James Harden Says Kevin Durant Is MVP 'For Sure,' Talks Kyrie Irving's Return to Nets

Timothy Rapp@@TRappaRTFeatured Columnist IVDecember 29, 2021

NEW YORK, NEW YORK - DECEMBER 16:   Kevin Durant #7 of the Brooklyn Nets celebrates a 114-105 win against the Philadelphia 76ers during their game at Barclays Center on December 16, 2021 in New York City.   NOTE TO USER: User expressly acknowledges and agrees that, by downloading and or using this photograph, User is consenting to the terms and conditions of the Getty Images License Agreement. (Photo by Al Bello/Getty Images)
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The Brooklyn Nets, despite battling through injuries, COVID-19 issues and no Kyrie Irving to this point in the season, are still 23-9 and atop the Eastern Conference standings. 

A huge reason for that has been the play of Kevin Durant, and teammate James Harden told ESPN's Malika Andrews that he believes KD should be considered the MVP front-runner:

Malika Andrews @malika_andrews

New for <a href="https://twitter.com/SportsCenter?ref_src=twsrc%5Etfw">@SportsCenter</a>: James Harden tells ESPN Kevin Durant is “for sure” the league MVP. Plus, how he expects the Nets to play with Kyrie Irving back: <a href="https://t.co/MBnyDIUB4V">pic.twitter.com/MBnyDIUB4V</a>

"He's overly polished," Harden said while breaking down Durant's game. "Natural talent who knows the spots he wants to get to, and he's going to get there. It's not on the defender, it's on him, whether he makes the shot or misses the shot."

Durant is averaging a cool 29.7 points, 7.9 rebounds and 5.9 assists per game, shooting 52.3 percent from the field and 38.2 percent from three. He's the NBA's most automatic bucket and has allowed Harden to focus less on carrying the scoring load (22.0 PPG) like he had to do in his Houston Rockets days and more on being one of the NBA's most impactful playmakers (9.8 APG).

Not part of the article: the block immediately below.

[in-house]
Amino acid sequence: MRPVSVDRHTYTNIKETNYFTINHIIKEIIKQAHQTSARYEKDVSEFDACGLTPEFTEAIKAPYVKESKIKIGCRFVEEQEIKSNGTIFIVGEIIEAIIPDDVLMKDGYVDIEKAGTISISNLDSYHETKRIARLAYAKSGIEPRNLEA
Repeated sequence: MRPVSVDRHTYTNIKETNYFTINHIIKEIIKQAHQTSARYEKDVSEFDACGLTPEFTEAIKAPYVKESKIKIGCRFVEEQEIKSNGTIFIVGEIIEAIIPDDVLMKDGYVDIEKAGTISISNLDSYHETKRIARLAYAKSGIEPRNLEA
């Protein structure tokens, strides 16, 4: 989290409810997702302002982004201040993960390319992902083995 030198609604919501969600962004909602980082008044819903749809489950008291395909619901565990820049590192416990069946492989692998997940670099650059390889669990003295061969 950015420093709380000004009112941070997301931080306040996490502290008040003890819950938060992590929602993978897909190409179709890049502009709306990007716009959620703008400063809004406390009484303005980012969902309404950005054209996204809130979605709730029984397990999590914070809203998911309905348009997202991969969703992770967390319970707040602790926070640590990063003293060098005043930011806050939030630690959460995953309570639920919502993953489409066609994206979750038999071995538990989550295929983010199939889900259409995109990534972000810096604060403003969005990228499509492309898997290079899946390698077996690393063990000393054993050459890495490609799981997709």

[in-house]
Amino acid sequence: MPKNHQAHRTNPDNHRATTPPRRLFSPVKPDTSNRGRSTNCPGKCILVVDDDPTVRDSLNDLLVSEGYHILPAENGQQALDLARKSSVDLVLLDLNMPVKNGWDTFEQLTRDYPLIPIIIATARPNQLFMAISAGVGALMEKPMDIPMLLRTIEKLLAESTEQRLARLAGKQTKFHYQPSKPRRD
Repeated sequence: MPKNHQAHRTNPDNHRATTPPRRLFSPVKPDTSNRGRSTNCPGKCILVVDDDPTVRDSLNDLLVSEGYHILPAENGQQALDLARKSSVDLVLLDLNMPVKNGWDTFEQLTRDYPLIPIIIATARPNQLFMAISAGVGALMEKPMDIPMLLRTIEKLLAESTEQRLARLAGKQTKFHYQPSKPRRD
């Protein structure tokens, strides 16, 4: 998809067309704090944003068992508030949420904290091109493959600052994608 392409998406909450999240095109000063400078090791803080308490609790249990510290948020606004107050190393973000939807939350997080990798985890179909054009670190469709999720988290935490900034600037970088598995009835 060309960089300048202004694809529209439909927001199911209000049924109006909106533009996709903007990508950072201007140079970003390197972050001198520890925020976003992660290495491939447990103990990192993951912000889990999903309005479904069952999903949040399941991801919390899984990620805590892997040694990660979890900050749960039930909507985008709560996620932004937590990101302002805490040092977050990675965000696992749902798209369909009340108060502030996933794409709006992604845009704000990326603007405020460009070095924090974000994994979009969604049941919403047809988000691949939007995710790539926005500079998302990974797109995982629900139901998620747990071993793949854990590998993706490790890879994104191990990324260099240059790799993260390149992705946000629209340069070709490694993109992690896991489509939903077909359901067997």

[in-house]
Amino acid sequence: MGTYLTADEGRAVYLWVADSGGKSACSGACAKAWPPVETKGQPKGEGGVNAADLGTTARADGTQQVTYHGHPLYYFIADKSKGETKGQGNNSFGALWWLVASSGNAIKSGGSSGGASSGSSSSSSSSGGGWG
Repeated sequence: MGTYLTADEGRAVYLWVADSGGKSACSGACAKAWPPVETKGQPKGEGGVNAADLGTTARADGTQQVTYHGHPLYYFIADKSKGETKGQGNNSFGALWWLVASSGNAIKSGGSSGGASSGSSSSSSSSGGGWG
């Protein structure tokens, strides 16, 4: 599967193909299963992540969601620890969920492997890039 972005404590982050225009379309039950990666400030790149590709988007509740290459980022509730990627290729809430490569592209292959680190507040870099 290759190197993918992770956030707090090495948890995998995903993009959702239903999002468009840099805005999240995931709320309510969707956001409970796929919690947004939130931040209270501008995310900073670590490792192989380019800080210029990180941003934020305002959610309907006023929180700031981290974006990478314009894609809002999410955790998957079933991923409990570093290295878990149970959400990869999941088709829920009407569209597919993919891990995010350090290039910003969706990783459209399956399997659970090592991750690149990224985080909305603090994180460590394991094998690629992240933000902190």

As for getting back Irving—who isn't permitted to play in Nets' home games as an unvaccinated player but can play on the road once he clears the league's health and safety protocols after the Nets changed their stance on him being a part-time player—Harden is excited. 

"I know what it's going to be like when Kyrie comes back," he said. "It's going to be elite. You've got three of the best to ever do it. Obviously we want him full-time, but we'll figure that out later. But just to have him around—his spirit, his energy and obviously his skill set, his talent."

No matter how odd the Nets season may be given Irving's current status as a part-time player—there are major question marks about how that would work during a playoff series—Harden and the Nets remain focused on one thing, and one thing alone. 

And that's winning a title. 

"That's the goal," Harden said, repeating it two more times. "I've got to keep pushing until I get there."

The Nets were close to doing so last year, despite Irving being out of action due to injury and Harden clearly less than 100 percent. Those Nets took the eventual champion Milwaukee Bucks to seven games in the Eastern Conference semifinals and overtime in the decisive game. 

And had Kevin Durant's foot not been barely grazing the three-point line on his final make in regulation, it would have been the Nets who advanced and would have been prohibitive favorites against the Atlanta Hawks in the Eastern Conference Finals and Phoenix Suns in the NBA Finals. 

If they can stay healthy and navigate the inherent strangeness of the Irving situation, the Nets have a good chance to accomplish that goal this year.